What can one say about Lak Sivrak.  He’s a werewolf from outer-space.  That’s about it.  Lak growls at the camera for a split second in the original Star Wars movie when Luke and Obi-wan enter the Mos Eisley cantina looking for a pilot.  That’s it.  Such is the case with many Star Wars characters.  They’re on screen for all of a second and then future generations of nerds craft entire histories for them in novels and comics.  Many of them, Lak included, didn’t even have names when they were originally put to film.  This is why the toys released in the 80s had names like Walrus Man, and Hammerhead before receiving fancy new names in the 90s like Ponda Baba and Mowma Nadon.  Lucas filled his scenes with all kinds of weird and wonderful creatures to establish this galaxy far far away as a very diverse one.  Apparently when he first envisioned the scene when Luke enters the cantina it was to be filled with a wide array of spectacular aliens.  Due to time and financial constraints what happened was his crew just grabbed whatever might pass for an alien from the studio’s supply closet and stuck them in the scene.  Lucas was less than thrilled to have a werewolf and a giant praying mantis lounging about.  So much so that Lak was actually removed from the special edition version of the film released in 1997.  In his place is a doofy looking digital elephant guy.  Though Lak may have looked out of place and not of the best quality I always thought he was one of the coolest cantina aliens as a kid.  Wolfman is awesome so who wouldn’t love Wolfman with a laser gun?  Unfortunately no action figure of Lak was released when I was a kid even though creatures that had equally minimal amounts of screen time did receive the action figure treatment.  Oddly enough it wasn’t until the 1997 revival of Star Wars with the release of the special editions that Lak finally got an action figure, just as Lucas had him erased from the universe all together.  Yet Lak lived on in the various “expanded universe” comic books and novels.  Apparently he joined up with the rebel alliance soon after that afternoon in the cantina and eventually died while fighting the empire in the battle for Endor.  Who knew?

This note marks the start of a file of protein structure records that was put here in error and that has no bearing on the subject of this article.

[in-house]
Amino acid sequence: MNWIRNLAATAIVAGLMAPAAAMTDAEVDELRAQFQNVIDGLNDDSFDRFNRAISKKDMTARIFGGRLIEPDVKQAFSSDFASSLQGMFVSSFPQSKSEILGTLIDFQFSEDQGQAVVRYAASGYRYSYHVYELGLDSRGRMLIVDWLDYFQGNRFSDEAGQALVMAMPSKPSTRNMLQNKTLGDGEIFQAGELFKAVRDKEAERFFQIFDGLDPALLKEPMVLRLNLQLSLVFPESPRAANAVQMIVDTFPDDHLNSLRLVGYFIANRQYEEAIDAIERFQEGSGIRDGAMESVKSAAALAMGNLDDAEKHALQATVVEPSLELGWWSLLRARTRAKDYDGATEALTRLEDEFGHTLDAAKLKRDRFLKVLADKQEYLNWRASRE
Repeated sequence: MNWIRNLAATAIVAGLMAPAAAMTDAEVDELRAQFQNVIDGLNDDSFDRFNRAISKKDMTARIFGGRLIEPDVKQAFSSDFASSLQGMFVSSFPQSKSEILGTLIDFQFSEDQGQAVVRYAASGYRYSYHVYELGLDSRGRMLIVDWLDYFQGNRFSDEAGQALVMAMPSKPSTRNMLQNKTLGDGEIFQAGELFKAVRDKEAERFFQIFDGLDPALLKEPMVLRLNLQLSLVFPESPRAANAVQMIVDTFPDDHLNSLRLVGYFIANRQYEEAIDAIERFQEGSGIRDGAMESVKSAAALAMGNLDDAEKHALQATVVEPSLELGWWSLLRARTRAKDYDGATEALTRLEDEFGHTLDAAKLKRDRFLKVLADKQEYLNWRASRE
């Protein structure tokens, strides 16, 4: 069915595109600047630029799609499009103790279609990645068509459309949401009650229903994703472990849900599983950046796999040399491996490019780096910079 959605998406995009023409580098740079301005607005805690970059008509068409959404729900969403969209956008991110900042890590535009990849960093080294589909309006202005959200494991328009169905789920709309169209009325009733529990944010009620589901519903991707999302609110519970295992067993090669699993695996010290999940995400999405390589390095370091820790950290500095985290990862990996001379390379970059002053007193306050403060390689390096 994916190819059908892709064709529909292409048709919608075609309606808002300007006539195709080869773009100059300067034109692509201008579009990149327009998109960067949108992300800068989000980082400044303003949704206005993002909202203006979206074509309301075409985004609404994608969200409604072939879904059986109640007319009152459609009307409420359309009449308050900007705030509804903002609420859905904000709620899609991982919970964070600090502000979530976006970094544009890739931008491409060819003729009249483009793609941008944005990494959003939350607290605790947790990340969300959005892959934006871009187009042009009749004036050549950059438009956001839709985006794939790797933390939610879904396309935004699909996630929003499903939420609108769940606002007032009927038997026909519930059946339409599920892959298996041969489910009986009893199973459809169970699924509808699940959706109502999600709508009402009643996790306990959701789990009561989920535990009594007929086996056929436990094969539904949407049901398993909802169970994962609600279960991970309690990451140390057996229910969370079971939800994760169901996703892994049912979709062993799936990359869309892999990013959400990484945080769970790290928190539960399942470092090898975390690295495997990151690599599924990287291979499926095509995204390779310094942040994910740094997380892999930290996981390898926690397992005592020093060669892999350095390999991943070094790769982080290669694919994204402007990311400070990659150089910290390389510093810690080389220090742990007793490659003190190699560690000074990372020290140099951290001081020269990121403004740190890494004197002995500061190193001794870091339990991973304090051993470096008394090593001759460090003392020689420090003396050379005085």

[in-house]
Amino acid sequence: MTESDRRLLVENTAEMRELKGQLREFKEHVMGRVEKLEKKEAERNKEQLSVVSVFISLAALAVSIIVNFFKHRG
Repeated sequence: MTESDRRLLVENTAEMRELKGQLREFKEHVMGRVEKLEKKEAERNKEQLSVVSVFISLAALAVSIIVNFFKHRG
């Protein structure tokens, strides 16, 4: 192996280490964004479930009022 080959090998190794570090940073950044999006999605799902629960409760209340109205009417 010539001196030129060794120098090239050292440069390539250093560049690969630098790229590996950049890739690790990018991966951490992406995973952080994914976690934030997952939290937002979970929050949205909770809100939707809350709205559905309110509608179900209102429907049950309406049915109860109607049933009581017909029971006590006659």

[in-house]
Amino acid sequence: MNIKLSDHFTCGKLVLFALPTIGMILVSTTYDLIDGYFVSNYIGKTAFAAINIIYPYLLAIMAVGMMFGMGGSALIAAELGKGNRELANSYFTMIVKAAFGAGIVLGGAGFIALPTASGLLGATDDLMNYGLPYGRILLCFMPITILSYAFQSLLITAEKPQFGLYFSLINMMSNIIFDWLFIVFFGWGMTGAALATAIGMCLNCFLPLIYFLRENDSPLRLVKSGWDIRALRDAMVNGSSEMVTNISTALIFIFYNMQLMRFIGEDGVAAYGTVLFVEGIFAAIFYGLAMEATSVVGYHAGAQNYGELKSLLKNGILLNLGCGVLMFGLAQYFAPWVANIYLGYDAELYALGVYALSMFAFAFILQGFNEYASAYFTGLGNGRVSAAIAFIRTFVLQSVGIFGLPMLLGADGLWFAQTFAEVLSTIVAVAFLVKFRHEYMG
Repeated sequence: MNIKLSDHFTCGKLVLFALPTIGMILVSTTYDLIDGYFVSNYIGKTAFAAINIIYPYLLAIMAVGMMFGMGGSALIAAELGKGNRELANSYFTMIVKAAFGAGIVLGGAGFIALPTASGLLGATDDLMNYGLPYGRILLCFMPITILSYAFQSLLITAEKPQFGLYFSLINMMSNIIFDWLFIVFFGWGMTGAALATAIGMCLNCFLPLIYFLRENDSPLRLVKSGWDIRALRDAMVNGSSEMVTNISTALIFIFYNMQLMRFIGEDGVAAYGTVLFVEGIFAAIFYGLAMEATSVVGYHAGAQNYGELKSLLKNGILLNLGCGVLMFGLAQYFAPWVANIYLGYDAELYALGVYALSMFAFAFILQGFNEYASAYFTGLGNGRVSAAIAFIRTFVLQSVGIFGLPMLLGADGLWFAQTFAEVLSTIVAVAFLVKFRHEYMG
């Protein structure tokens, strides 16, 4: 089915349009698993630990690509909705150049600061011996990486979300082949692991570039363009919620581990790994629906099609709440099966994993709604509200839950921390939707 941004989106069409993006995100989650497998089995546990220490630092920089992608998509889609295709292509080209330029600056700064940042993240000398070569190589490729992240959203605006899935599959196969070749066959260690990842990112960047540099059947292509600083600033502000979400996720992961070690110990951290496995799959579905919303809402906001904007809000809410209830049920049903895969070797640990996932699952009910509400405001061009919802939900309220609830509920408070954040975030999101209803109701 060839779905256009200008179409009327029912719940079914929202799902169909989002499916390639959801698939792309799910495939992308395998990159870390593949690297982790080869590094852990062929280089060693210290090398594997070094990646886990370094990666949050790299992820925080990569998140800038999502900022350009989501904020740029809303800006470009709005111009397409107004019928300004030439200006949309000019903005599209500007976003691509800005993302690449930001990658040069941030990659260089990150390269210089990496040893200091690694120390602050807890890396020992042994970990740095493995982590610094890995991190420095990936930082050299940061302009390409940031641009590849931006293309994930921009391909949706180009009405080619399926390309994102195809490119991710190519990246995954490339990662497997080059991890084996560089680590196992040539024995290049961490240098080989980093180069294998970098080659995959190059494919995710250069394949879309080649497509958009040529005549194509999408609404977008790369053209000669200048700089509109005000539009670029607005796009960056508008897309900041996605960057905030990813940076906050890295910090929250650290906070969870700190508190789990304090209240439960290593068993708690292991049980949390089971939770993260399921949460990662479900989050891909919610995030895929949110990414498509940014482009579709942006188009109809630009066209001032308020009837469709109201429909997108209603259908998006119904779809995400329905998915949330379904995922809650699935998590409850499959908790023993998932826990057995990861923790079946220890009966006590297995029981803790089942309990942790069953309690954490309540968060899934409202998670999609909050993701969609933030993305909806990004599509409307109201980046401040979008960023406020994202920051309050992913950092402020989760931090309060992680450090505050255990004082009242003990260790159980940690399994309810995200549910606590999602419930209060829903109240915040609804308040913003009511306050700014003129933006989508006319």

The Lak Sivrak figure is pretty cool though it is rather plain.  The 90s era Star wars figures weren’t great in general.  They were a vast improvement over the 80s versions but the human likenesses were still off and the articulation was still very limited.  As you can see on Lak here he only has joints at his shoulders, legs, waist and neck.  No knee or elbow joints which while standard for the Star Wars line is still pretty weak.  The face is a good representation of what we see in the film though he does come across pretty tame.  He looks like the kind of werewolf that Scooby Doo could take out if he had enough snacks in him.  As with alot of these characters the full body was never shown on screen so the toy designers were sometimes left to fill in the blanks.  I like the animalistic feet they gave Lak which makes him stand out a little more.  The outfit is quite bland but it looks like the typical garb being sported on Tatooine by everyone else so it works.  Not bad, but not great. 6 out of 10.



About mike's collection

I'm a dude that collects toys and writes. I figured I'd combine my hobbies.

Posted on February 24, 2012, in Star Wars. Bookmark the permalink. 4 Comments.

  1. I love the Star Wars jobbers and ridiculous amount of back story they all receive. This guy is a hero to the rebel alliance!

  2. I love how even with the action figure it looks like he’s wearing a werewolf halloween mask

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